Nieuport 16[edit]

In 1916 an improved version appeared as the Nieuport 16 which was a strengthened Nieuport 11 airframe powered by a 110 hp (92 kW) Le Rhône 9J rotary engine.[3] Visible differences included a larger aperture in front of the "horse shoe" cowling and a headrest for the pilot.[4] Later versions had a fuselage-mounted synchronized Vickers gun, but in this configuration the combined effect of the heavier 9J engine and the Vickers gun compromised maneuverability[4] and made the craft nose-heavy. The next variant, the slightly larger Nieuport 17 C.1, was designed for the heavier engine and machine gun, and remedied the 16's c.g. problems, as well as improving performance.[5]

Operational history[edit]

Royal Naval Air Service Nieuport 11
Nieuport 16 with Le Prieur rockets

The type reached the French front in January 1916, and 90 were in service within the month.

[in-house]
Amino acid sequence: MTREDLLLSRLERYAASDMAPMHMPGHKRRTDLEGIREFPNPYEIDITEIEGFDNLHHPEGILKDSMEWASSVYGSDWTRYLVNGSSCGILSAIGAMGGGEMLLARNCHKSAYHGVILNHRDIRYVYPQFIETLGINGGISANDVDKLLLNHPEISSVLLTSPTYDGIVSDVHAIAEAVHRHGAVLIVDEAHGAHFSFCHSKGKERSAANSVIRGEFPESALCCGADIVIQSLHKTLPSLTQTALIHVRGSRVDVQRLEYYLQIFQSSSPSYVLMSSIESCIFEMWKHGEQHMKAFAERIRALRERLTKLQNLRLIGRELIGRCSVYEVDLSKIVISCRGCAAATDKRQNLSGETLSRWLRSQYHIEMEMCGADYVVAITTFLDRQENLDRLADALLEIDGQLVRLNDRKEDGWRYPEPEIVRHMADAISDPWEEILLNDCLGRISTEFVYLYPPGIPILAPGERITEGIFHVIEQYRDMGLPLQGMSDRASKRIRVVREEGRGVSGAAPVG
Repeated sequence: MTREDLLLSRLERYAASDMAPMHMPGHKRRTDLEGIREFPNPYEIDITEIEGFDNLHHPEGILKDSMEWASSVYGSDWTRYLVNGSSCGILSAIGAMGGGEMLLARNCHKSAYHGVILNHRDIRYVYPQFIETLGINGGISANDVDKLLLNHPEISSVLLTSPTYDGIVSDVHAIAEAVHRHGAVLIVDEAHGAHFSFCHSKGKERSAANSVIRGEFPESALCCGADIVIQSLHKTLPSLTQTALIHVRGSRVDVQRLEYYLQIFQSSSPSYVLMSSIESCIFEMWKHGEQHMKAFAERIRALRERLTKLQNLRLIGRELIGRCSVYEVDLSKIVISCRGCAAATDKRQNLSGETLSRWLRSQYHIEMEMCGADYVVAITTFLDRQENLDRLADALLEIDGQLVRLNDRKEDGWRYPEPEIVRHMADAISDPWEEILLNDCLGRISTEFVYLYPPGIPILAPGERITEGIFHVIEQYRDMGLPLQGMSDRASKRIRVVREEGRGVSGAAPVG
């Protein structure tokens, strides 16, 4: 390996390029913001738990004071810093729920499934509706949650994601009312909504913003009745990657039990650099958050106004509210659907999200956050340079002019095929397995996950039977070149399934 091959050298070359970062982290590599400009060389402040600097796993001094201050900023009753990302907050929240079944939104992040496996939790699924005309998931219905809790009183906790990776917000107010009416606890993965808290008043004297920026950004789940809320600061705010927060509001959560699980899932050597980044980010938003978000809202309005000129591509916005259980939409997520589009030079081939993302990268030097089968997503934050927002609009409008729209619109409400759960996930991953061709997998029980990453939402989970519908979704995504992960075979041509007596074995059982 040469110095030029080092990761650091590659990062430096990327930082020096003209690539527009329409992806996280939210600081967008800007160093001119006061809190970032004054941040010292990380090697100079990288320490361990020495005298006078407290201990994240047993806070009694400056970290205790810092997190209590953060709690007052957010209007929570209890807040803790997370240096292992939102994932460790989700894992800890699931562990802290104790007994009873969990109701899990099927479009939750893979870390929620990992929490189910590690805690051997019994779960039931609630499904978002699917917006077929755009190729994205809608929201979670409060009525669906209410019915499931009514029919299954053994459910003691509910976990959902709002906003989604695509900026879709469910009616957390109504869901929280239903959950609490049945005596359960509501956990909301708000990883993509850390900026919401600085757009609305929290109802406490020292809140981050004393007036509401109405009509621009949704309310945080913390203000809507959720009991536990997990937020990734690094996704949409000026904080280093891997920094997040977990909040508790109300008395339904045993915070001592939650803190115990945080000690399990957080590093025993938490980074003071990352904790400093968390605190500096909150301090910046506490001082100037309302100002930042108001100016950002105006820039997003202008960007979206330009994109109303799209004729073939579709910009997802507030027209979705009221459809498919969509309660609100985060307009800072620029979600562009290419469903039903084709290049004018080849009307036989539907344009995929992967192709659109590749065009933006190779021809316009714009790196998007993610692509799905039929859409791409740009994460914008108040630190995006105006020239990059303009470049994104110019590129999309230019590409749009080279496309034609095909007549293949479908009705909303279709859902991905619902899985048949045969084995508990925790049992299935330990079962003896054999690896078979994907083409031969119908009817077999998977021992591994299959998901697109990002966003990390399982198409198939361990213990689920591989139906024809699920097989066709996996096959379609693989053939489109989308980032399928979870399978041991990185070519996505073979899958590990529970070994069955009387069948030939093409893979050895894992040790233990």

This small, lightly loaded sesquiplane outclassed the Fokker Eindecker in every respect. Among other features it had ailerons for lateral control rather than wing warping - and its elevator was attached to a conventional tail plane as opposed to all-moving, balanced "Morane type" stabilators of the Fokker, both features that made it much easier to fly accurately. The Fokker's success was due to its synchronized machine gun which fired forward through the arc of its propeller. At the time, the Allies lacked a similar system, and the Nieuport 11's Lewis machine gun [note 1] was mounted to fire over the propeller, achieving similar results. Clearing gun jams and replacing ammunition drums in flight were challenging, and the drums limited ammunition supply. This was eventually resolved in French service by the application of the Alkan synchronization gear to Nieuport fighters from the Nieuport 17 on.[note 2] The British, in the absence of a really satisfactory synchronizer, retained the overwing Lewis, by now mounted on the improved Foster mounting, and employing the new "double" Lewis drum with a capacity of 98 rounds.[5]